2015 Unforgettable Rosie Webb Episode: "Gut Check"
2015–2016 Difficult People Chemo Woman, Casting Director 2 episodes
2016 The $100,000 Pyramid Herself (celebrity guest) Episode: "Rachel Dratch vs. Ana Gasteyer"
2016 The Simpsons Bostonian Doctor Voice, episode: "The Town"
2016–2017 Rachel Dratch's Late Night Snack Herself Host
2017 Imaginary Mary Mary Voice, lead role
Angie Tribeca Masha Chekhov Episode: "Hey, I'm Solvin' Here!"
Great News Mary-Kelly Episode: "Snowmageddon of the Century"
Unbreakable Kimmy Schmidt Dianne/Leonora Episode: "Kimmy Googles the Internet!"
At Home with Amy Sedaris Florence Chervil Episode: "Entertaining for Peanuts"
Portlandia Fred's Wife Episode: "Amore"
Bunsen Is a Beast Wilda Voice, episode: "Wilda Beast"[21]
2019 Teen Titans Go! Negative Girl Voice, 5 episodes[21]
Shameless Paula Bitterman 4 episodes
2020 Blue's Clues & You! Herself Episode: "Happy Birthday, Blue!"
Harley Quinn Nora Fries, Hippolyta Voice, recurring role[21]
The Good Fight Linda Shuck Episode: "The Gang Offends Everyone"
2021 Mr. Mayor Ms. Adams 3 Episodes
Bubble Guppies Alison Heart Voice, episode: "Alison in Wonderland!"
2022 American Dad Nerfer Voice, episode: "Beyond the Alcove or: How I Learned to Stop Worrying and Love Klaus"
Getting Curious with Jonathan Van Ness Construction Worker Episode: "Are Skyscrapers Huge Divas?"
Beat Bobby Flay Herself; guest host Episode: "Foodie Downer"
2023 Hamster & Gretel Helen/Rat Burglar Voice, episode: "My Invisible Friend"
2023 Animal Control Principal Smith-Wood Episode: "Pigs and Minks"
2023 American Dad Nerfer Voice, episode: "Cow I Met Your Moo-ther"
2023 And Just Like That... Kerry Moore Episode: "Bomb Cyclone"
2023 Star Trek: Lower Decks Dolorex Voice, episode: "Empathalogical Fallacies"
2023 Grimsburg Stan Flute Voice, main role
2023 Celebrity Jeopardy! Self (Contestant)


Theater work
Year Title Role Notes
2010 Sylvia Sylvia George Street Playhouse, New Jersey
2013 Love's Labour's Lost Holofernes The Public Theater
2014–15 Tail! Spin! Various Roles Off-Broadway at the Lynn Redgrave Theater at the Culture Project
2016 Privacy Various Roles Off-Broadway at The Public Theater
2022 POTUS: Or, Behind Every Great Dumbass Are Seven Women Trying to Keep Him Alive Stephanie Broadway at Shubert Theatre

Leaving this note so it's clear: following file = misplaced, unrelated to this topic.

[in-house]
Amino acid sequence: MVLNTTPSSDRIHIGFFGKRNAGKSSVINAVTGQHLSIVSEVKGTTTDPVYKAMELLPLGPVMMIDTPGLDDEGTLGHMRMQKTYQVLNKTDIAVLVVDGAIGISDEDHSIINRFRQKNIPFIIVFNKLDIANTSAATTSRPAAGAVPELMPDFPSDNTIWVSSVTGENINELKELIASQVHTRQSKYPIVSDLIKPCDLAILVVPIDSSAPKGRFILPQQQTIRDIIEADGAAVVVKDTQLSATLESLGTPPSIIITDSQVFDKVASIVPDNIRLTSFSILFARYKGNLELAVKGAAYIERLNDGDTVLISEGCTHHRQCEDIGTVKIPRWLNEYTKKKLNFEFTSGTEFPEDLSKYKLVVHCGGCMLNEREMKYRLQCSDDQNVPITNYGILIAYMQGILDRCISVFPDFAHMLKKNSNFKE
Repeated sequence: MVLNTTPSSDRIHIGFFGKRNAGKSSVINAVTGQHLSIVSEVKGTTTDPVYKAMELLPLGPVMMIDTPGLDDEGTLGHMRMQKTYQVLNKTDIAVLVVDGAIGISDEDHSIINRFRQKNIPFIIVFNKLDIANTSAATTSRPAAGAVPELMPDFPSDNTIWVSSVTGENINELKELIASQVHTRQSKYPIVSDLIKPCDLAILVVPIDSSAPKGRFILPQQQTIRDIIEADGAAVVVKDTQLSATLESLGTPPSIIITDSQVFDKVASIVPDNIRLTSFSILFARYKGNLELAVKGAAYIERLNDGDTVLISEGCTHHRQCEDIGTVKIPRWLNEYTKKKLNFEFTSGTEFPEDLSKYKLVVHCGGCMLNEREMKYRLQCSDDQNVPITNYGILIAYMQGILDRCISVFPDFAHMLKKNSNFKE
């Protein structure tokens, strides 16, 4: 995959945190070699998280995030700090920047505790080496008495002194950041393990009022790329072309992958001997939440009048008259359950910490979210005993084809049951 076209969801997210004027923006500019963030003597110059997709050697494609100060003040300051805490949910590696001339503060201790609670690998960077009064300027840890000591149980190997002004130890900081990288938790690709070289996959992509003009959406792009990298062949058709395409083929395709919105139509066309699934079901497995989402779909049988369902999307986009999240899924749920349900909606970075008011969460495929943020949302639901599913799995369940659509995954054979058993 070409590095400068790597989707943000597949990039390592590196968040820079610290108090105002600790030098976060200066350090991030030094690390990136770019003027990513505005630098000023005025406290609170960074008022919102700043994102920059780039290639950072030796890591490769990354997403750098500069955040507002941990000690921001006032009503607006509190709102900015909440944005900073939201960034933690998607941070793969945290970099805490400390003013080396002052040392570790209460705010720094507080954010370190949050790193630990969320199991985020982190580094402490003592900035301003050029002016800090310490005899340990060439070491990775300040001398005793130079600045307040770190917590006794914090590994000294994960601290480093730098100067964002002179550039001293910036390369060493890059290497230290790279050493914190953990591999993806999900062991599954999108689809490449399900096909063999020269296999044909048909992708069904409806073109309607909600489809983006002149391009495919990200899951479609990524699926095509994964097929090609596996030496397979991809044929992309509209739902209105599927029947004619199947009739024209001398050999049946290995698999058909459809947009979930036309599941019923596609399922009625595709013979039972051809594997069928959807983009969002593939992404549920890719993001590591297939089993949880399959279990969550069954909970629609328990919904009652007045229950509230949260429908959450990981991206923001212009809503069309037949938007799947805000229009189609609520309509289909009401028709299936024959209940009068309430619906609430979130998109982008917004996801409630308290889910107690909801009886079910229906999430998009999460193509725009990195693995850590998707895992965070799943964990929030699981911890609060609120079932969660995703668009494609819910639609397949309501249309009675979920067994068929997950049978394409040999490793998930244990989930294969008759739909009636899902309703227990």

Nominated – Tony Award for Best Featured Actress in a Play
Guys and Dolls Big Jule The Kennedy Center, Washington, D.C.


Web work
Year Title Role Notes
2011 Submissions Only Fiona Evans Webseries; episode: "Somethin' Else"
2015 The Dratchelor[22] Herself Funny Or Die web series


  1. ^ "Rachel Dratch". Turner Classic Movies. Retrieved May 17, 2022.
  2. ^ a b c d Gerri Miller (October 18, 2005). "Rachel Dratch". Archived from the original on October 18, 2005. Retrieved October 28, 2010. Raised in a Reform Jewish family, Dratch did have a Bat Mitzvah but does not consider herself to be observant. "It's more a heritage thing, I guess," she says of her relationship to her roots.
  3. ^ Aucoin, Don (February 18, 2000). "Live! From Lexington, It's Rachel Dratch". Boston Globe.
  4. ^ "Marriage Announcement 1 – No Title". Boston Globe. January 26, 1964.
  5. ^ Burstein, Nathan (April 28, 2012). "From 'SNL' to performing for the 'Tribe'". The Times of Israel. Retrieved May 24, 2012.
  6. ^ "RACHEL DRATCH on EMPLOYEE of the MONTH". SoundCloud.
  7. ^ Kristina, Dorsey (December 2010). "Live! From New Haven! It's Rachel Dratch in "Celebrity Autobiography"!". The Day. Retrieved May 9, 2022.
  8. ^ Dratch, Rachel. (2012). Girl walks into a bar-- : comedy calamities, dating disasters, and a midlife miracle. New York: Gotham Books. ISBN 978-1-59240-711-8. OCLC 757469571.
  9. ^ Townsend, Tim (July 7, 2000). "Comic Duo Splits Sides". The Wall Street Journal. Retrieved July 13, 2009.
  10. ^ Emmanuel, Greg (July 2000). "SNL's Tina Fey and Rachel Dratch have found a hilarious way to spend their summer vacations". Time Out New York: 77.
  11. ^ Billy Eichner (January 17, 2010). "Billy Eichner – Empire State Of Mind – Forest Hills State of Mind with Rachel Dratch". Archived from the original on December 22, 2021 – via YouTube.
  12. ^ Rosenblum, Emma (October 15, 2006). "Rachel Rolls With It". New York Mag.
  13. ^ Gostin, Nicki (April 3, 2012). "'Girl Walks Into A Bar': Rachel Dratch Talks Baby, Life After 'SNL'". HuffPost. Retrieved May 9, 2022.
  14. ^ SNL Archives | Cast Archived February 24, 2008, at the Wayback Machine. Retrieved July 12, 2010.
  15. ^ Turchiano, Danielle (February 3, 2018). "Tina Fey, Rachel Dratch, Andy Samberg Return to 'Saturday Night Live'". Variety. New York, NY: Variety Media, LLC.
  16. ^ Night Live (September 29, 2018). "Kavanaugh Hearing Cold Open". Archived from the original on December 22, 2021 – via YouTube.
  17. ^ Night Live (November 24, 2019). "2020 Democratic Debate". Archived from the original on December 22, 2021 – via YouTube.
  18. ^ Everett, Cristina (September 8, 2010). "Former 'Saturday Night Live' star Rachel Dratch welcomes first son Eli". New York Daily News. Retrieved May 9, 2022.
  19. ^ "Rachel Dratch Reveals Her Son's Father". PEOPLE.com. Retrieved February 12, 2021.
  20. ^ Silman, Anna (May 13, 2019). "Rachel Dratch Is Right Where She Wants to Be". The Cut. Retrieved September 12, 2020.
  21. ^ a b c d e f g h "Rachel Dratch (visual voices guide)". Behind The Voice Actors. Retrieved December 4, 2023. A green check mark indicates that a role has been confirmed using a screenshot (or collage of screenshots) of a title's list of voice actors and their respective characters found in its opening and/or closing credits and/or other reliable sources of information.
  22. ^ "The Dratchelor". Archived from the original on July 30, 2017. Retrieved April 12, 2015.